It’s easy to get distracted by all sorts of things as a writer, especially after you share your writing with others. But once you take a breath and center yourself, you’ll see that there are certain things you should care about as a writer… and certain things that you should not. Some things are just more important than others, and it’s important to weed out those things that aren’t.
Maintaining an Authentic Voice
At the end of the day, whether or not you’re proud of what you write will hinge on whether what you write authentically represents who you are, what you think, and what you feel when you write it. Your writing might evolve a bit the more you fine-tune your writing skills over the years, but it’s highly unlikely your core personality and authentic writing voice will change. The truth is, you will write a ton of things that others are writing about too, always. Because reading begets writing about similar topics. But it’s your authentic writing voice that will make what you’re writing your writing and no one else’s–it’s what will make you stand out in the crowd of writers writing about similar topics. And is also what will attract the readers who want to read what you’re writing.
Maintaining an authentic voice in your writing isn’t as hard as it seems. Simply be honest. And be true to yourself when you write, even when you’re writing fiction. Don’t use clichés, focus on trends, or write about topics you don’t care about. Essentially, don’t be inauthentic when you write. For instance, if you decide to write about vampires because vampires are trendy, but you don’t actually care about writing about vampires, that lack of authenticity will inevitably show through in your writing and will turn readers off. And it will also make your writing less engaging than it could be if you were to write about something you do care about. Likewise, if you love trees and learning about trees (a topic that may not be as trendy), your authentic interest in that topic will likely make your writing much more interesting.
Pay attention to constructive criticism you receive, especially if you’re a novice writer. Constructive criticism is criticism that will help you be a better and more authentic writer– it will always pull you toward being the best writer you can be. And when you’re pulled toward being your best, you’ll stay motivated to write long-term, and your confidence as a writer will keep growing. You may not like a lot of the constructive criticism you receive. In fact, you’ll probably cringe at a lot of it, especially when you first start writing. However, try to remain objective when you hear such criticism and focus on what you can do to improve your writing.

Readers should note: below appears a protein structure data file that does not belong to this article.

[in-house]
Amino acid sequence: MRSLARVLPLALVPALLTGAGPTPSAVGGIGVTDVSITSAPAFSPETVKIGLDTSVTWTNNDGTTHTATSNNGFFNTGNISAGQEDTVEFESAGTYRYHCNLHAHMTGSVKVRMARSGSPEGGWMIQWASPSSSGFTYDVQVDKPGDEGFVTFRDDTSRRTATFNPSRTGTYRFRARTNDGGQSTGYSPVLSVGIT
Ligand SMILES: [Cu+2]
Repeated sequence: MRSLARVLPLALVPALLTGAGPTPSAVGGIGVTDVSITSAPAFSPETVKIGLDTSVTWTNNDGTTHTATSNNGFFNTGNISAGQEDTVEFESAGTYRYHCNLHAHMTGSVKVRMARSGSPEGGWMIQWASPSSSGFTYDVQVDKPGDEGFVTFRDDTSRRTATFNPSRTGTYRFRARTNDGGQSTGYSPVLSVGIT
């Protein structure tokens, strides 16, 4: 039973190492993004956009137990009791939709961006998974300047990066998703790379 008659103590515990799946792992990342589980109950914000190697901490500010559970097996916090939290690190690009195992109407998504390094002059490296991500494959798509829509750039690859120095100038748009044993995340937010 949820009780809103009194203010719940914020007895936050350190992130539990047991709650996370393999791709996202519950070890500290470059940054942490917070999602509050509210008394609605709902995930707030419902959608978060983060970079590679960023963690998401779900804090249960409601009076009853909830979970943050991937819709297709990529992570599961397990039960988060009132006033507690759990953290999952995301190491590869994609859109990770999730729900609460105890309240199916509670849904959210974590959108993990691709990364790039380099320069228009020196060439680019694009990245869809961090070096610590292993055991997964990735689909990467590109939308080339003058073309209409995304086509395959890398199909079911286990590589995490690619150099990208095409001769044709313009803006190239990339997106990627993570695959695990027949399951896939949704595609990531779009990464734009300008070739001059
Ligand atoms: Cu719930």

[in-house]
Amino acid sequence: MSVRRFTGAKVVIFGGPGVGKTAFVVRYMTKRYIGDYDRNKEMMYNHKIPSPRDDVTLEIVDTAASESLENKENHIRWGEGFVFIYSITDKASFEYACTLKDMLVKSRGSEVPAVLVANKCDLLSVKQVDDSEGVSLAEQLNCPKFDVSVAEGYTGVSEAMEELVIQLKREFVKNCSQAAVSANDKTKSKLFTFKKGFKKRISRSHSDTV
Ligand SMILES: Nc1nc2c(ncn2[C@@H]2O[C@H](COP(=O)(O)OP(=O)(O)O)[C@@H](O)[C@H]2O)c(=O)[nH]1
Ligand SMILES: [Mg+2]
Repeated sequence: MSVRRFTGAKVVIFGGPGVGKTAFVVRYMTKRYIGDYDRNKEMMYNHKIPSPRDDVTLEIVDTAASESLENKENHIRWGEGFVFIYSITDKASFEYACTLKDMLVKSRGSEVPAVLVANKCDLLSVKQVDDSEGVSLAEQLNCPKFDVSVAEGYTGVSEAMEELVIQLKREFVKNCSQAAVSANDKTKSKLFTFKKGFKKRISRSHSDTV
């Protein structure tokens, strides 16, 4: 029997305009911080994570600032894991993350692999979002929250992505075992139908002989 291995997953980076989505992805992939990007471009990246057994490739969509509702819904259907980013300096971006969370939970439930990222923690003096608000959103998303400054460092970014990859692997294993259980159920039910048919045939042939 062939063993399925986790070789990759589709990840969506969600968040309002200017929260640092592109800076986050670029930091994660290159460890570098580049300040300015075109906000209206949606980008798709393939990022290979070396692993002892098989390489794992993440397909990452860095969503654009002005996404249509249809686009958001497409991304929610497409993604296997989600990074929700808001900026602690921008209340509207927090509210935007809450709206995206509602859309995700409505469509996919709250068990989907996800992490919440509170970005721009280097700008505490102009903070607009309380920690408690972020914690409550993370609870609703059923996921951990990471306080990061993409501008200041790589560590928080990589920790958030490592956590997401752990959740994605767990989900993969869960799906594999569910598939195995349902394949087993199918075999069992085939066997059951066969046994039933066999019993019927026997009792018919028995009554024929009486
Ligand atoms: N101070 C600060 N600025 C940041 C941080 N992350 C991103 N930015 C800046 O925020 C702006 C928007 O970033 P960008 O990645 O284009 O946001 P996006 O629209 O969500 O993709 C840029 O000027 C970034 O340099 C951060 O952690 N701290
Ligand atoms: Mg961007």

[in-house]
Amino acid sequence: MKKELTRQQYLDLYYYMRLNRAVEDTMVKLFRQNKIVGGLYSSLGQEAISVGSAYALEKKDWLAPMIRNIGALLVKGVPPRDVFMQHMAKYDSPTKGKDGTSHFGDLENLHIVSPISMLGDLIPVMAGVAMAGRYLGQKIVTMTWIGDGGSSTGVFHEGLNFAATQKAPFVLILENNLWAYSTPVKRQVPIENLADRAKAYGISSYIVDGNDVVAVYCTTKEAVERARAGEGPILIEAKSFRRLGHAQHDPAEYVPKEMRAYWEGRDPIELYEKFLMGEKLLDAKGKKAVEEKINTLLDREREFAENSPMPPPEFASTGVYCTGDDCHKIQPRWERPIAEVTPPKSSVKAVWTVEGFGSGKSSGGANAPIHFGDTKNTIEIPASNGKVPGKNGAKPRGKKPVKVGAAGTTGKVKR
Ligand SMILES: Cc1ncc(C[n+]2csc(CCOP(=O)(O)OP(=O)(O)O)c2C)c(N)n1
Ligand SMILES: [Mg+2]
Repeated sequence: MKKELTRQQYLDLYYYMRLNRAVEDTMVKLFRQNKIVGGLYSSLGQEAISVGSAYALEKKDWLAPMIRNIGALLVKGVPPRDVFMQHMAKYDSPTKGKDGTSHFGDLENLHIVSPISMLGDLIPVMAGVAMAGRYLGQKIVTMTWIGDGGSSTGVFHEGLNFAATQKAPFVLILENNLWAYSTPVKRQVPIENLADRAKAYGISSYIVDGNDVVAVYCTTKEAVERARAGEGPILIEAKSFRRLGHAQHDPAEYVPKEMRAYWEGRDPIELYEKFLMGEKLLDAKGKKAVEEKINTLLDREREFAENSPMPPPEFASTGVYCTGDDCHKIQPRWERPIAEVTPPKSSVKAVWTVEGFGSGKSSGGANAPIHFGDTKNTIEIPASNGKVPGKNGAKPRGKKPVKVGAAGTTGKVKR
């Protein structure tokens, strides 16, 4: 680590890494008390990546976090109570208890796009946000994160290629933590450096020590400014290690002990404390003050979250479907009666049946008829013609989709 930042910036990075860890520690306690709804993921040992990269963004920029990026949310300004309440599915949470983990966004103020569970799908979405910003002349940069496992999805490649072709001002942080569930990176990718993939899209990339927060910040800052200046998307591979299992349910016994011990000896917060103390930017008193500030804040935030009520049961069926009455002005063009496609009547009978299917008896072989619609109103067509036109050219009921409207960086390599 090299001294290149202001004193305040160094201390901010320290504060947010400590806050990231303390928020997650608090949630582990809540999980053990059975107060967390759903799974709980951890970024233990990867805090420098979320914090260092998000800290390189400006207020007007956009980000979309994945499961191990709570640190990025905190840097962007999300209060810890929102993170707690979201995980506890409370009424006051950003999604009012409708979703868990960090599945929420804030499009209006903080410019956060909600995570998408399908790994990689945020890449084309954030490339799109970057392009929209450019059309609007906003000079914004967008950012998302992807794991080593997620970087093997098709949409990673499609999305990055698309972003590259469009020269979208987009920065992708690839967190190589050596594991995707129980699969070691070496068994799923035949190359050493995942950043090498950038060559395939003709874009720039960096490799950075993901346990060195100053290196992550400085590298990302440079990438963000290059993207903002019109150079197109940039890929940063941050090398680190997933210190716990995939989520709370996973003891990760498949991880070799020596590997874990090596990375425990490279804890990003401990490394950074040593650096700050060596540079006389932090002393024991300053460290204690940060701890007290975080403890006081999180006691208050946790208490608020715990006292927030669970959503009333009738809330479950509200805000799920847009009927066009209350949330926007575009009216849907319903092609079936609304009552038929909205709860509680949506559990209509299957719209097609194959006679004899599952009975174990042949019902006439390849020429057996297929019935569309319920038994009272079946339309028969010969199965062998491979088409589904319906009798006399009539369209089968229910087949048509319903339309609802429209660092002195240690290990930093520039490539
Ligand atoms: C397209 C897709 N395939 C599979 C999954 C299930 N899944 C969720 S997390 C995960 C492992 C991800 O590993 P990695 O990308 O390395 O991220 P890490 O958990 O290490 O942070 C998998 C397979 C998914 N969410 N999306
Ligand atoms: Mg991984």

Constructive criticism is aimed at improving your writing. It is not aimed at you, personally, and you should never feel personally attacked when you receive it. It also isn’t a bash fest of everything you’re doing wrong. Constructive criticism will always be actionable, clear, and beneficial to you as a writer. It does not focus solely on the negative aspects of your writing either. Most of the constructive criticism you receive will and should be from fellow writers and editors who want you and your writing to succeed. They won’t tear you or your work down. They will offer insight into how you can improve upon your writing instead. Essentially, it’s important not to care too much about negative comments and feedback that won’t be beneficial to you or your writing.
I could probably add more to this post. But ultimately, I believe what you should care about as a writer is simple. You should care about fine-tuning your own authentic writing voice and any constructive criticism that will help you achieve and maintain that. Anything else is probably nothing worth caring about and will likely only distract you and stress you out.
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